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Colorado Springs Family Law Blog

Potential to abuse technology in a divorce

The rate at which Colorado couples find themselves at the end of a marriage seems only to rise as the years pass. However, divorce today is not what it used to be. As technology has permeated so many aspects of our lives, it has also become a factor in many divorces -- and not necessarily in a good way.

Take the example of GPS tracking devices. More and more family law attorneys are seeing cases where divorcing spouses have used GPS trackers to monitor a partner's location -- often by hiding the device in that person's car -- or who have been the victim of this kind of digital spying. This can become even more alarming in the case of an abusive spouse with a restraining order using a tracker to keep tabs on the victim spouse and children.

Consider co-parenting as an option after divorce

A divorce is difficult for children and adults alike. Co-parenting is one thing you may not have been considering, but there is a good reason to reconsider. Yes, you'll have to work well with your spouse, which might be the last thing on your mind, but, for the benefit of your child, this could be the best way to move forward.

Co-parenting has its benefits for children. It means your child sees you and his or her other parent approximately equally. It means fathers and mothers both spend time with their children in formative years and build bonds that hold their relationships together.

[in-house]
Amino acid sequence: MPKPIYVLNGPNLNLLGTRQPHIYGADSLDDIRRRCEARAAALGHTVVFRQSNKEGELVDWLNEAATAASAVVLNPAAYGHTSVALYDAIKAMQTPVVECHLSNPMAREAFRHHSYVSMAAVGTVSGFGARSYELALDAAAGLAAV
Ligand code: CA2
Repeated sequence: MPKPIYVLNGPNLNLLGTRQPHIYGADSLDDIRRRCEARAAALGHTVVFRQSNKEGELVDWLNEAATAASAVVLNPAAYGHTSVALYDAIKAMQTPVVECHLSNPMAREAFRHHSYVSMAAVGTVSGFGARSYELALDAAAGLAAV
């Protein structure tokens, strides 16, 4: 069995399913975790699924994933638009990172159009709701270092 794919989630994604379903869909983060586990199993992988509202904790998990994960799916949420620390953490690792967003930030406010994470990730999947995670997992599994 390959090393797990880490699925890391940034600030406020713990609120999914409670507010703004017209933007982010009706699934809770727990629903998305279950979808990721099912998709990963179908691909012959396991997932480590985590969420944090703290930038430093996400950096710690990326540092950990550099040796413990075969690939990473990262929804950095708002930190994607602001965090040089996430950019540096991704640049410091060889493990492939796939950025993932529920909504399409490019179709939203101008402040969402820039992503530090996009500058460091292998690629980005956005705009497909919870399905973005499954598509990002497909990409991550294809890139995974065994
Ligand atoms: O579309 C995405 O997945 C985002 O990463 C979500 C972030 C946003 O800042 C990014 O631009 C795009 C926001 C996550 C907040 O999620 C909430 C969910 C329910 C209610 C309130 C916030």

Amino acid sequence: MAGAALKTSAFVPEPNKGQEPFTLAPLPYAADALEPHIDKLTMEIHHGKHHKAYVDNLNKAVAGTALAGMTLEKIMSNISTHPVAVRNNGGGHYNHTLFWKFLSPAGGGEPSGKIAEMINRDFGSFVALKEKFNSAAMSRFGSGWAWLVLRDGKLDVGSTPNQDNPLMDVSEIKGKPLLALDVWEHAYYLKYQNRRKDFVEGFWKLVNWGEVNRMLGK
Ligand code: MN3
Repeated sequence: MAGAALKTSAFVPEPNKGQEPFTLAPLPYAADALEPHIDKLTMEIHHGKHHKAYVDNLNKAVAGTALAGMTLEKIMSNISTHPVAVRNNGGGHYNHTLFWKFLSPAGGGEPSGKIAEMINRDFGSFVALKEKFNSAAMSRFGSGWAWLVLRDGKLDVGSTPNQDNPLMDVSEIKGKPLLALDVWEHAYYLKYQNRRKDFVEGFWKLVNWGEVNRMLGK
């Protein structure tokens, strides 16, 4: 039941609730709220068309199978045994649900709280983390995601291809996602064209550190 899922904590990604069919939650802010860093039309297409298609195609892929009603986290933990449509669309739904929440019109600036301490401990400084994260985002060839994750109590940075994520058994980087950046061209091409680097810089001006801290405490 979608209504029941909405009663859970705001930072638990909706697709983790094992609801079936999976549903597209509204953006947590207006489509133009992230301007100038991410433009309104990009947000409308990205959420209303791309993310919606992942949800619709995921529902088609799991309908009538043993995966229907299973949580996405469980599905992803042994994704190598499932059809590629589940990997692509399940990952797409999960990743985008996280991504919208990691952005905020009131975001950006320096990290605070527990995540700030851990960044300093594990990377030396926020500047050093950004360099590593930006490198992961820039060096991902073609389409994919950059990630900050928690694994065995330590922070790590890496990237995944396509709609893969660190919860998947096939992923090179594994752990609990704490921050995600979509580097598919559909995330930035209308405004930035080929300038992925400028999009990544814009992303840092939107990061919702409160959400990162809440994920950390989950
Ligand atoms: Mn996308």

Preparing for a same-sex parent adoption in Colorado

After last week's post on our Colorado Springs family law blog concerning child custody questions at the end of a same-sex marriage, let's turn to the subject of same-sex partners who want to formally bring a child into their family. Sometimes, one legal parent of a child may want his or her same-sex partner to adopt the child, so they may raise the child together. Colorado same-sex family law provides for such adoption (Colorado Revised Statutes ยง19-5-200.2 through 19-5-212), even without a civil union.

There are some eligibility requirements. To adopt a child, a same-sex parent must be at least 21 years old. He or she will need to obtain three separate background checks: a state-level fingerprinted criminal background check, a federal fingerprinted criminal background check, and a Department of Human Services TRAILS background check (via the applicant's local office). Should any of these checks indicate a felony record of unlawful sexual behavior, child abuse or other violent crime, the individual will be disqualified from proceeding with an adoption.

Child support question in same-sex divorce case

Gay and lesbian couples in Colorado have availed themselves of the right to legally marry in our state since even before the U.S. Supreme Court's ruling in the Obergefell case. With marriage, some are finding, come a number of legal issues. Unfortunately, same-sex family law is in some cases left trying to catch up to the realities of same-sex marriage.

For example, a lesbian couple married in 2013 and relocated to another state as part of one partner's service in the U.S. military. That partner was called to active duty throughout most of 2015, and while she was deployed, her spouse sought out a sperm donor and became pregnant. Shortly after her deployment ended, the military spouse filed for divorce, and her partner had the baby during the divorce process.

How are child support payments made in El Paso County?

When couples with children divorce, so much time and effort frequently goes into determining the amount of financial support a child will need and which parent will pay how much. Because this period leading up to a court's order for child support is so often the subject of focus, let's take a moment to look at just what happens after child support is awarded. In day-to-day life here in El Paso County, how are child support payments made and received?